In a process wherein the desulfurization agent of the invention is used, a pre-blended mixture of the above carrier material and selected amounts of passivated magnesium material are delivered in the combined state from a pressurized vessel to the lance for injection.
In a third embodiment of the invention a narrow compositional range of the carrier material is used both before and following known desulfurization treatments to improve slag characteristics and increase iron yield.
Other specific features of the invention are described in more detail in relation to the accompanying drawings.
FIG. 1 is a schematic illustration of an initial step for establishing a flow of a transport gas and carrier material of the invention in a lance;
FIG. 2 is a schematic illustration of a lance insertion step wherein the lance is inserted into the molten iron while maintaining the flow of the transport gas and the carrier material;
FIG. 3 is a schematic illustration of an intermediate step wherein particulate passivated magnesium is added to the established flow of the transport gas and the carrier material of the invention;
FIG. 4 is a schematic illustration of a step wherein the particulate passivated magnesium flow of FIG. 3 is terminated while the flow of the transport gas and carrier material of the invention is maintained so as to prevent plugging of the lance;
FIG. 5 is a schematic illustration of a final step wherein the lance is retracted from the molten iron while maintaining the flow of the transport gas and the carrier material of the invention;
FIG. 6 is a graphic representation of slag skim weight vs hot metal temperature with use of desulfurization material of the invention;
FIG. 7 is a schematic illustration of an initial step of a second embodiment wherein the carrier material and particulate passivated lime are pre-blended to form a desulfurization agent of the invention and flow of the desulfurization agent and a transport gas is established in a lance;
FIG. 8 is a schematic illustration of an intermediate step of the second embodiment wherein the desulfurization agent of the invention is injected through the submerged lance into the iron;
FIG. 9 is a schematic illustration of a final step of the second embodiment wherein the flow of desulfurization agent of the invention and the transport gas is maintained in the lance as it is retracted from the molten iron so as to prevent plugging of the lance; and
FIG. 10 is a graphic representation of slag skim weight and % reduction in slag skim weight vs hot metal temperature with use of slag treatment of the invention.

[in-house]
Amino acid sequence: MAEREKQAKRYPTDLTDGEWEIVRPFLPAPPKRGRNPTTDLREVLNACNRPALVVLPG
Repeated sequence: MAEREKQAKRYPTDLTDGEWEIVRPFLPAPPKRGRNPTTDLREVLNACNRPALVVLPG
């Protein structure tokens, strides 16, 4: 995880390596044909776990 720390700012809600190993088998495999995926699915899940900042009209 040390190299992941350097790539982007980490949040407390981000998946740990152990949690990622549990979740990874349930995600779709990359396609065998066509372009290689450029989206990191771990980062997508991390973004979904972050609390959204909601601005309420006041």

A steelmaking process is briefly described for disclosing the preferred location for a desulfurization process carried out with use of the carrier material, desulfurization agent and slag treatment of the invention. A blast furnace is used to convert iron ore into iron using coke and limestone as the principle components for the conversion. Resultant molten iron is periodically cast from the blast furnace, near its base, and directed to a refractory lined transfer vehicle. Such molten iron can be desulfurized in such vehicle or can be desulfurized after pouring into transfer ladles at a melt shop with use of materials of the invention (described below). In a next step of the steelmaking process the substantially desulfurized iron is transferred to a “BOP” (basic oxygen process) vessel wherein high-pressure oxygen is blown into the molten iron through a water cooled lance to reduce carbon and silicon content of the molten metal. The molten metal is then tapped into a ladle where a variety of processes can be carried out such as adding or removing minor elements, degassing, etc. The molten metal, now referred to as steel, is then cast into ingots or more likely transferred into a tundish for casting into continuous strip or other shapes at a continuous caster.
The steps for carrying out a desulfurization process using a first embodiment of the invention for reducing sulfur content of the iron and producing an improved slag are depicted sequentially in FIGS. 1-5. Molten iron 12 cast from a blast furnace and having a temperature of about 2700° F., when cast, is contained in refractory lined transfer ladle 14. The temperature of the iron in the ladle during desulfurization processing at the steelmaking facility is about 2350-2550° F. A layer of slag 16 covers the molten iron to prevent oxidation of the iron, reduce heat loss, and react with elements in the molten iron. A refractory protected lance 18 is provided for conveying material of the invention into the molten iron. In an initial step (FIG. 1) lance 18 is disposed with its delivery end 20 above slag layer 16. A flow of pressurized nitrogen, other inert gas, or fuel gas 22 and a carrier material of the invention 24 is begun. The nitrogen gas 22 flows into the vessel of carrier material 24 and both are delivered by a suitable means to entry end 26 of the lance. Throughout this disclosure N2 is specified as the transport gas as it is the preferred gas except in cases where very low nitrogen content in the steel is desired. The nitrogen is delivered at a pressure in a range between 100 and 200 psi with a pressure of 120-160 psi preferred.